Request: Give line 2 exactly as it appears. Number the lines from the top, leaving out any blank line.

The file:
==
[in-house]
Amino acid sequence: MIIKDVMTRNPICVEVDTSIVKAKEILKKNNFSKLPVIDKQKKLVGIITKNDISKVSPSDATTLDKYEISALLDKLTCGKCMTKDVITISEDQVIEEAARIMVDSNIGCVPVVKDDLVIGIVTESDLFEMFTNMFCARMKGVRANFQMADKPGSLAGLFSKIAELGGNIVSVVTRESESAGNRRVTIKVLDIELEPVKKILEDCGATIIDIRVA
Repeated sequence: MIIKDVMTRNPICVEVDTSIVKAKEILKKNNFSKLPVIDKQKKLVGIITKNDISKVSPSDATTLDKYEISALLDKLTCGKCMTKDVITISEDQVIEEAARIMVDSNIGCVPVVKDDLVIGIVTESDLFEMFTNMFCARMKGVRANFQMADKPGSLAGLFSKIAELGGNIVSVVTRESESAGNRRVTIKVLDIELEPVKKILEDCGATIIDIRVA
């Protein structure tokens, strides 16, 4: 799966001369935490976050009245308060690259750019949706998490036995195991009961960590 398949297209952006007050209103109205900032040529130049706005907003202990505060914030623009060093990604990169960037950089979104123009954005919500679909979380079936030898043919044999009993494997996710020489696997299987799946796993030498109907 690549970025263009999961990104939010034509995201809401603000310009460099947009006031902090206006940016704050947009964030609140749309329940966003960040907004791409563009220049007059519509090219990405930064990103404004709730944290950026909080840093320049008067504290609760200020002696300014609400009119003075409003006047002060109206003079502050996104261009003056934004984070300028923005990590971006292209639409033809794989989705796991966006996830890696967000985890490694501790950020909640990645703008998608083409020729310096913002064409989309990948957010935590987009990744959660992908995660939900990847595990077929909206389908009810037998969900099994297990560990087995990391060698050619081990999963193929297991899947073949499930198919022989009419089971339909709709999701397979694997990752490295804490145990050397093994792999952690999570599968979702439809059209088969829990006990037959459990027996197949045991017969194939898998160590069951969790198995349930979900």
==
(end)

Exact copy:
Amino acid sequence: MIIKDVMTRNPICVEVDTSIVKAKEILKKNNFSKLPVIDKQKKLVGIITKNDISKVSPSDATTLDKYEISALLDKLTCGKCMTKDVITISEDQVIEEAARIMVDSNIGCVPVVKDDLVIGIVTESDLFEMFTNMFCARMKGVRANFQMADKPGSLAGLFSKIAELGGNIVSVVTRESESAGNRRVTIKVLDIELEPVKKILEDCGATIIDIRVA